What do lunchtime staff think about children's eating habits following a healthy eating intervention?

Felicity South, Charlotte Taylor, Helena Darby, Penney Upton, Dominic Upton

Research output: Contribution to journalArticle

Abstract

Over a period of 12 months, the team visited 15 primary schools across the West Midlands and measured food intake at school and home: before the programme started, atthree months and one year post intervention using a combination of weighed intake, visual estimation and photographic food diaries. Children’s food intake was recorded atbreak-time and during school lunchtime. Children’s knowledge and attitudes towards healthy eating, family eating habits and the experiences of school staff were alsoassessed using questionnaires and semi-structured interviews. This enabled the team to explore possible reasons for any changes in child behaviour and also identifyreasons for children not changing their behaviours or not maintaining changes in the long term.
Original languageEnglish
Pages (from-to)108-112
Number of pages5
JournalEducation and Health
Volume30
Issue number4
Publication statusPublished - 2012
Externally publishedYes

Fingerprint

Lunch
Feeding Behavior
Eating
Diet Records
Child Behavior
Interviews
Healthy Diet

Cite this

South, Felicity ; Taylor, Charlotte ; Darby, Helena ; Upton, Penney ; Upton, Dominic. / What do lunchtime staff think about children's eating habits following a healthy eating intervention?. In: Education and Health. 2012 ; Vol. 30, No. 4. pp. 108-112.
@article{22ba012836dc4d97b13cbb30548d97b4,
title = "What do lunchtime staff think about children's eating habits following a healthy eating intervention?",
abstract = "Over a period of 12 months, the team visited 15 primary schools across the West Midlands and measured food intake at school and home: before the programme started, atthree months and one year post intervention using a combination of weighed intake, visual estimation and photographic food diaries. Children’s food intake was recorded atbreak-time and during school lunchtime. Children’s knowledge and attitudes towards healthy eating, family eating habits and the experiences of school staff were alsoassessed using questionnaires and semi-structured interviews. This enabled the team to explore possible reasons for any changes in child behaviour and also identifyreasons for children not changing their behaviours or not maintaining changes in the long term.",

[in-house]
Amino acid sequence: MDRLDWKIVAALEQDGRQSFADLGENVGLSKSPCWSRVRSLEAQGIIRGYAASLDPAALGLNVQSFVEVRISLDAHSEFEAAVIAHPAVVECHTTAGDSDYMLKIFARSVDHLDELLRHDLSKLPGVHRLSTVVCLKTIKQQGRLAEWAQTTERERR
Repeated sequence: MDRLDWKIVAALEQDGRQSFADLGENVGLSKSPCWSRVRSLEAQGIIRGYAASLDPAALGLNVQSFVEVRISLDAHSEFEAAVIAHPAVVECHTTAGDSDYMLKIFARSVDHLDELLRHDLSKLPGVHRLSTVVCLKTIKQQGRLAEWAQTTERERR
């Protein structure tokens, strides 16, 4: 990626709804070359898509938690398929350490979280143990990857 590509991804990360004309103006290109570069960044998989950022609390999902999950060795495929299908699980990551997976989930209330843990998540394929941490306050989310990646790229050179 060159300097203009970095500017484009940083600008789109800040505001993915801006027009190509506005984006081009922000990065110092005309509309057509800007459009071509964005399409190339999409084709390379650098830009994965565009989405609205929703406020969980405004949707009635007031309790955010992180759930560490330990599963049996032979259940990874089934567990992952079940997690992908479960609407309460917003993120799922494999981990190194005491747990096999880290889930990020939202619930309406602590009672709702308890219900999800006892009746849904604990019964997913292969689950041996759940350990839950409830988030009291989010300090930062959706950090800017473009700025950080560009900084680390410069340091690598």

author = "Felicity South and Charlotte Taylor and Helena Darby and Penney Upton and Dominic Upton",
year = "2012",
language = "English",
volume = "30",
pages = "108--112",
journal = "Education and Health",
issn = "0265-1602",
publisher = "SHEU, Schools Health Education Unit",
number = "4",

}

What do lunchtime staff think about children's eating habits following a healthy eating intervention? / South, Felicity; Taylor, Charlotte; Darby, Helena; Upton, Penney; Upton, Dominic.

In: Education and Health, Vol. 30, No. 4, 2012, p. 108-112.

Research output: Contribution to journalArticle

TY - JOUR

T1 - What do lunchtime staff think about children's eating habits following a healthy eating intervention?

AU - South, Felicity

AU - Taylor, Charlotte

AU - Darby, Helena

AU - Upton, Penney

AU - Upton, Dominic

PY - 2012

Y1 - 2012

N2 - Over a period of 12 months, the team visited 15 primary schools across the West Midlands and measured food intake at school and home: before the programme started, atthree months and one year post intervention using a combination of weighed intake, visual estimation and photographic food diaries. Children’s food intake was recorded atbreak-time and during school lunchtime. Children’s knowledge and attitudes towards healthy eating, family eating habits and the experiences of school staff were alsoassessed using questionnaires and semi-structured interviews. This enabled the team to explore possible reasons for any changes in child behaviour and also identifyreasons for children not changing their behaviours or not maintaining changes in the long term.

AB - Over a period of 12 months, the team visited 15 primary schools across the West Midlands and measured food intake at school and home: before the programme started, atthree months and one year post intervention using a combination of weighed intake, visual estimation and photographic food diaries. Children’s food intake was recorded atbreak-time and during school lunchtime. Children’s knowledge and attitudes towards healthy eating, family eating habits and the experiences of school staff were alsoassessed using questionnaires and semi-structured interviews. This enabled the team to explore possible reasons for any changes in child behaviour and also identifyreasons for children not changing their behaviours or not maintaining changes in the long term.

UR - http://www.scopus.com/inward/record.url?scp=84872571021&partnerID=8YFLogxK

M3 - Article

VL - 30

SP - 108

EP - 112

JO - Education and Health

JF - Education and Health

SN - 0265-1602

IS - 4

ER -